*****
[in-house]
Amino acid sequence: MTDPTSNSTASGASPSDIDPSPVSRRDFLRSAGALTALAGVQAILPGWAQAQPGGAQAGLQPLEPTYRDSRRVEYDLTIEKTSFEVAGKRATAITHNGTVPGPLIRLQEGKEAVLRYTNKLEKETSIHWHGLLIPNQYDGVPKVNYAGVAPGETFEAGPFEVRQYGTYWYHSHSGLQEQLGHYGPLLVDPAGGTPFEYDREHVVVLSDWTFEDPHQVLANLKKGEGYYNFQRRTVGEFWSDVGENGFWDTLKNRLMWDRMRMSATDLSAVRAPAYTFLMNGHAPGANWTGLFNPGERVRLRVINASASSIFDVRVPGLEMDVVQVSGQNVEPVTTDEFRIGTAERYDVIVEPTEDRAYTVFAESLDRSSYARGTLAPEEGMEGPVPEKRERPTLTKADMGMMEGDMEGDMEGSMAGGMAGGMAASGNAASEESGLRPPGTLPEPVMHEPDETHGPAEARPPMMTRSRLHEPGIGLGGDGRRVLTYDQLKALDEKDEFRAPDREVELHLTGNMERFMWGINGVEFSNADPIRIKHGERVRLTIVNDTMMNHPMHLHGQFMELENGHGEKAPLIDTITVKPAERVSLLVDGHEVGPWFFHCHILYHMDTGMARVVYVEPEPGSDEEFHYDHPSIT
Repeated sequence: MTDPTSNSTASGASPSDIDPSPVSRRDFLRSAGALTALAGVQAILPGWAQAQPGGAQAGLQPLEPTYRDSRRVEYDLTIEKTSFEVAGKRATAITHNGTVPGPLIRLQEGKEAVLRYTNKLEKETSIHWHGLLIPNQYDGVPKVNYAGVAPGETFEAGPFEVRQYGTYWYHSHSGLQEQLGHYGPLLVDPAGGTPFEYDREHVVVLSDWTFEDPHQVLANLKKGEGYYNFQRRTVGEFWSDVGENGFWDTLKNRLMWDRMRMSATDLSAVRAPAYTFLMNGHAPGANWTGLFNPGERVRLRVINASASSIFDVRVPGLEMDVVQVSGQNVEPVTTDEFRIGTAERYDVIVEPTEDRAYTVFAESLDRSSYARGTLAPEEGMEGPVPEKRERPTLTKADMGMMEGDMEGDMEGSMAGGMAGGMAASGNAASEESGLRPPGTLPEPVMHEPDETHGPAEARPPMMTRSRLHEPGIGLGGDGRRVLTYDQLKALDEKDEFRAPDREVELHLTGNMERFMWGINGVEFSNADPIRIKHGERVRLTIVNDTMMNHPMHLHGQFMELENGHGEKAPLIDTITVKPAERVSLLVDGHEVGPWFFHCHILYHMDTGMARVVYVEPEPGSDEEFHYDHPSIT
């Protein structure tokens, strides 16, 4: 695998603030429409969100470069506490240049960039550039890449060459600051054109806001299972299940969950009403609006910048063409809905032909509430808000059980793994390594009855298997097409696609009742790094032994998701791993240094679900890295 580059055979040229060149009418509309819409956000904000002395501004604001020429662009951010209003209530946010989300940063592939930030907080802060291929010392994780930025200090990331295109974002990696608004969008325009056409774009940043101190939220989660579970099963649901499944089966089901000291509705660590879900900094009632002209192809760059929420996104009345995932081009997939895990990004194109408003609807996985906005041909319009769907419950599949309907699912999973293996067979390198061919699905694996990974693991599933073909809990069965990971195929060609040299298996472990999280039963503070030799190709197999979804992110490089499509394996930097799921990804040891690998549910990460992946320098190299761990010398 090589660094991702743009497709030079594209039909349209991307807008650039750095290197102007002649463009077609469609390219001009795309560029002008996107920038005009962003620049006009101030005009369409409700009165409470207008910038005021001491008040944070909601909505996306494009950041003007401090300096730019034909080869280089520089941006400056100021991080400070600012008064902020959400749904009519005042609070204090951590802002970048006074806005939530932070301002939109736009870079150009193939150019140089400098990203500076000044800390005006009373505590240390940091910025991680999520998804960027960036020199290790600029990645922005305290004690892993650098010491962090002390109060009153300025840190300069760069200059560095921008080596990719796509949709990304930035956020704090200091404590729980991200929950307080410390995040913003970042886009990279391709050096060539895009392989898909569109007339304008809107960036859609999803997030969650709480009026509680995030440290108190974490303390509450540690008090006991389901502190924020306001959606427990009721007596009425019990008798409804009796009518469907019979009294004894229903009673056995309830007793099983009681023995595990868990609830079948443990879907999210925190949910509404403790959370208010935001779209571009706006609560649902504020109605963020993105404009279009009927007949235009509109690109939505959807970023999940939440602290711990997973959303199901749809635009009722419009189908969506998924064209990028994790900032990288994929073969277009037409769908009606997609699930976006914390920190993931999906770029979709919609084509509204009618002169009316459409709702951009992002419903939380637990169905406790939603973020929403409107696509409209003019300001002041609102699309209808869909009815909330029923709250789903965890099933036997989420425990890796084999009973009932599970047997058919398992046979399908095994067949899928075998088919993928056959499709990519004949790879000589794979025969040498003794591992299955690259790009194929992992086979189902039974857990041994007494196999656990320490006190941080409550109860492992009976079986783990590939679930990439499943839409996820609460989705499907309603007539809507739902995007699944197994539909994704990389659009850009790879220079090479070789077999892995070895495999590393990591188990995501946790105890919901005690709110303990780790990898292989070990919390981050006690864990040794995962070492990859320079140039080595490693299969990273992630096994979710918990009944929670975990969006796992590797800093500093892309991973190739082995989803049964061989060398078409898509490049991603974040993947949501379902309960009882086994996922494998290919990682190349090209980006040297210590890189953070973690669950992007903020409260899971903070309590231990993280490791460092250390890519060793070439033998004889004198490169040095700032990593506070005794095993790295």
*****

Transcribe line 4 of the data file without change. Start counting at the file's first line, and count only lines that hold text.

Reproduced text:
């Protein structure tokens, strides 16, 4: 695998603030429409969100470069506490240049960039550039890449060459600051054109806001299972299940969950009403609006910048063409809905032909509430808000059980793994390594009855298997097409696609009742790094032994998701791993240094679900890295 580059055979040229060149009418509309819409956000904000002395501004604001020429662009951010209003209530946010989300940063592939930030907080802060291929010392994780930025200090990331295109974002990696608004969008325009056409774009940043101190939220989660579970099963649901499944089966089901000291509705660590879900900094009632002209192809760059929420996104009345995932081009997939895990990004194109408003609807996985906005041909319009769907419950599949309907699912999973293996067979390198061919699905694996990974693991599933073909809990069965990971195929060609040299298996472990999280039963503070030799190709197999979804992110490089499509394996930097799921990804040891690998549910990460992946320098190299761990010398 090589660094991702743009497709030079594209039909349209991307807008650039750095290197102007002649463009077609469609390219001009795309560029002008996107920038005009962003620049006009101030005009369409409700009165409470207008910038005021001491008040944070909601909505996306494009950041003007401090300096730019034909080869280089520089941006400056100021991080400070600012008064902020959400749904009519005042609070204090951590802002970048006074806005939530932070301002939109736009870079150009193939150019140089400098990203500076000044800390005006009373505590240390940091910025991680999520998804960027960036020199290790600029990645922005305290004690892993650098010491962090002390109060009153300025840190300069760069200059560095921008080596990719796509949709990304930035956020704090200091404590729980991200929950307080410390995040913003970042886009990279391709050096060539895009392989898909569109007339304008809107960036859609999803997030969650709480009026509680995030440290108190974490303390509450540690008090006991389901502190924020306001959606427990009721007596009425019990008798409804009796009518469907019979009294004894229903009673056995309830007793099983009681023995595990868990609830079948443990879907999210925190949910509404403790959370208010935001779209571009706006609560649902504020109605963020993105404009279009009927007949235009509109690109939505959807970023999940939440602290711990997973959303199901749809635009009722419009189908969506998924064209990028994790900032990288994929073969277009037409769908009606997609699930976006914390920190993931999906770029979709919609084509509204009618002169009316459409709702951009992002419903939380637990169905406790939603973020929403409107696509409209003019300001002041609102699309209808869909009815909330029923709250789903965890099933036997989420425990890796084999009973009932599970047997058919398992046979399908095994067949899928075998088919993928056959499709990519004949790879000589794979025969040498003794591992299955690259790009194929992992086979189902039974857990041994007494196999656990320490006190941080409550109860492992009976079986783990590939679930990439499943839409996820609460989705499907309603007539809507739902995007699944197994539909994704990389659009850009790879220079090479070789077999892995070895495999590393990591188990995501946790105890919901005690709110303990780790990898292989070990919390981050006690864990040794995962070492990859320079140039080595490693299969990273992630096994979710918990009944929670975990969006796992590797800093500093892309991973190739082995989803049964061989060398078409898509490049991603974040993947949501379902309960009882086994996922494998290919990682190349090209980006040297210590890189953070973690669950992007903020409260899971903070309590231990993280490791460092250390890519060793070439033998004889004198490169040095700032990593506070005794095993790295």